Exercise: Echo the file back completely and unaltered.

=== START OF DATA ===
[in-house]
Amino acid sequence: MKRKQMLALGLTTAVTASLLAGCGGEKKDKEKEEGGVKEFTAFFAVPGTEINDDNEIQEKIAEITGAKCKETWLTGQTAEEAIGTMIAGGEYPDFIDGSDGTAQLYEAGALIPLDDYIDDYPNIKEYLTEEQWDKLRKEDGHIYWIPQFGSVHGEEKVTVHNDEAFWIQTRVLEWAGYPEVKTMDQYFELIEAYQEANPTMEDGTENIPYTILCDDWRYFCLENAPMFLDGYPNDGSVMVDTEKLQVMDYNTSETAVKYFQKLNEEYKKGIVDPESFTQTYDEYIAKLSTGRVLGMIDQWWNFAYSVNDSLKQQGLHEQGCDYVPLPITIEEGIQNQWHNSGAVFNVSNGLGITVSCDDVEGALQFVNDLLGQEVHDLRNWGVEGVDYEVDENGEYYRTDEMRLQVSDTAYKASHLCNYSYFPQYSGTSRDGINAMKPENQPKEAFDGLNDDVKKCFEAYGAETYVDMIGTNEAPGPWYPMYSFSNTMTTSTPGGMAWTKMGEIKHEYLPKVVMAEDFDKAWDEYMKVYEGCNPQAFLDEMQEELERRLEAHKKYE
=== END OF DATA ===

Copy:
[in-house]
Amino acid sequence: MKRKQMLALGLTTAVTASLLAGCGGEKKDKEKEEGGVKEFTAFFAVPGTEINDDNEIQEKIAEITGAKCKETWLTGQTAEEAIGTMIAGGEYPDFIDGSDGTAQLYEAGALIPLDDYIDDYPNIKEYLTEEQWDKLRKEDGHIYWIPQFGSVHGEEKVTVHNDEAFWIQTRVLEWAGYPEVKTMDQYFELIEAYQEANPTMEDGTENIPYTILCDDWRYFCLENAPMFLDGYPNDGSVMVDTEKLQVMDYNTSETAVKYFQKLNEEYKKGIVDPESFTQTYDEYIAKLSTGRVLGMIDQWWNFAYSVNDSLKQQGLHEQGCDYVPLPITIEEGIQNQWHNSGAVFNVSNGLGITVSCDDVEGALQFVNDLLGQEVHDLRNWGVEGVDYEVDENGEYYRTDEMRLQVSDTAYKASHLCNYSYFPQYSGTSRDGINAMKPENQPKEAFDGLNDDVKKCFEAYGAETYVDMIGTNEAPGPWYPMYSFSNTMTTSTPGGMAWTKMGEIKHEYLPKVVMAEDFDKAWDEYMKVYEGCNPQAFLDEMQEELERRLEAHKKYE